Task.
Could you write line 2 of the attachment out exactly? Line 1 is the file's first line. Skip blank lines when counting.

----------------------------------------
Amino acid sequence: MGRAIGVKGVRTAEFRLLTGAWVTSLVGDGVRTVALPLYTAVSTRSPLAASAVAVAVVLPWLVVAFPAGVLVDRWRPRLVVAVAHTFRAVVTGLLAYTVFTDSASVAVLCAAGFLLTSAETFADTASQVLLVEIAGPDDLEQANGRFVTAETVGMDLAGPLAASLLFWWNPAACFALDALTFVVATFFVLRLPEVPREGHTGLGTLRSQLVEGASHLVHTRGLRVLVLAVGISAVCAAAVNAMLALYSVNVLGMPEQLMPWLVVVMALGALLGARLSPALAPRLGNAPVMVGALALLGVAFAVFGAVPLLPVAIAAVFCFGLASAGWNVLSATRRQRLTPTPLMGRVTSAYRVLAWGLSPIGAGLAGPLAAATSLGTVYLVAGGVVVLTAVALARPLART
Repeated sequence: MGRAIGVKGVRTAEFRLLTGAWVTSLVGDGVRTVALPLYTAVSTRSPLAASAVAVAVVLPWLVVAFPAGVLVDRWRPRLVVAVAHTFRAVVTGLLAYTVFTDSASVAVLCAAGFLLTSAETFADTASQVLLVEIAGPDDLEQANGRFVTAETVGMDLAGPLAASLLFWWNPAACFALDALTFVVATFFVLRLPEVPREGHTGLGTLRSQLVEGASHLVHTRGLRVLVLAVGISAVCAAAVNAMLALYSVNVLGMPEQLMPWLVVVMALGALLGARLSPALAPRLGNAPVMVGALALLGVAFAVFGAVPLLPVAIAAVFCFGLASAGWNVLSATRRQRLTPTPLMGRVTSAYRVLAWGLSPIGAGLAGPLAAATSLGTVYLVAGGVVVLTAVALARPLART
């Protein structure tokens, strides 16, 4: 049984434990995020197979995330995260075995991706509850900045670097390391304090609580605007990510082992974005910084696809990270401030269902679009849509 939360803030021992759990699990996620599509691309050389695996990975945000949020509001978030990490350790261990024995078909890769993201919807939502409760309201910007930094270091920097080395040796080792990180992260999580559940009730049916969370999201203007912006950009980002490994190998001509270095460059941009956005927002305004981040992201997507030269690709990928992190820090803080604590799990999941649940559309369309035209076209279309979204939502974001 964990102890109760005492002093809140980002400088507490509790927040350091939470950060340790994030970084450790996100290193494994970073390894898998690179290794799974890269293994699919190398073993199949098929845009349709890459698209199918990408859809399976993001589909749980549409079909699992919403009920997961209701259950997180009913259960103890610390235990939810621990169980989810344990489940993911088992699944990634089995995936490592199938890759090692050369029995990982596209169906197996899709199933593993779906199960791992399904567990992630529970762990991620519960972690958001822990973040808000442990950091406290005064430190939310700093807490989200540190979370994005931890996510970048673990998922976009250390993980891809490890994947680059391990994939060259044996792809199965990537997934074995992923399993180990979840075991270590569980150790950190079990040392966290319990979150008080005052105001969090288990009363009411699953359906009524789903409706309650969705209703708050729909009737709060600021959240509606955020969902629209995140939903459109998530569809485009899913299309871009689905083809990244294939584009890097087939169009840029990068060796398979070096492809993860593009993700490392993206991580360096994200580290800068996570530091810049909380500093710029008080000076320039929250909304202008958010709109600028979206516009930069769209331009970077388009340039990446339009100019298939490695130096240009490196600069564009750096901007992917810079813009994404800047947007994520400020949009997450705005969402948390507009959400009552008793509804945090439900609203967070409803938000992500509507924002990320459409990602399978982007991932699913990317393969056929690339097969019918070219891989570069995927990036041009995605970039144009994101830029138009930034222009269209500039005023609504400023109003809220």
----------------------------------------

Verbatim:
Repeated sequence: MGRAIGVKGVRTAEFRLLTGAWVTSLVGDGVRTVALPLYTAVSTRSPLAASAVAVAVVLPWLVVAFPAGVLVDRWRPRLVVAVAHTFRAVVTGLLAYTVFTDSASVAVLCAAGFLLTSAETFADTASQVLLVEIAGPDDLEQANGRFVTAETVGMDLAGPLAASLLFWWNPAACFALDALTFVVATFFVLRLPEVPREGHTGLGTLRSQLVEGASHLVHTRGLRVLVLAVGISAVCAAAVNAMLALYSVNVLGMPEQLMPWLVVVMALGALLGARLSPALAPRLGNAPVMVGALALLGVAFAVFGAVPLLPVAIAAVFCFGLASAGWNVLSATRRQRLTPTPLMGRVTSAYRVLAWGLSPIGAGLAGPLAAATSLGTVYLVAGGVVVLTAVALARPLART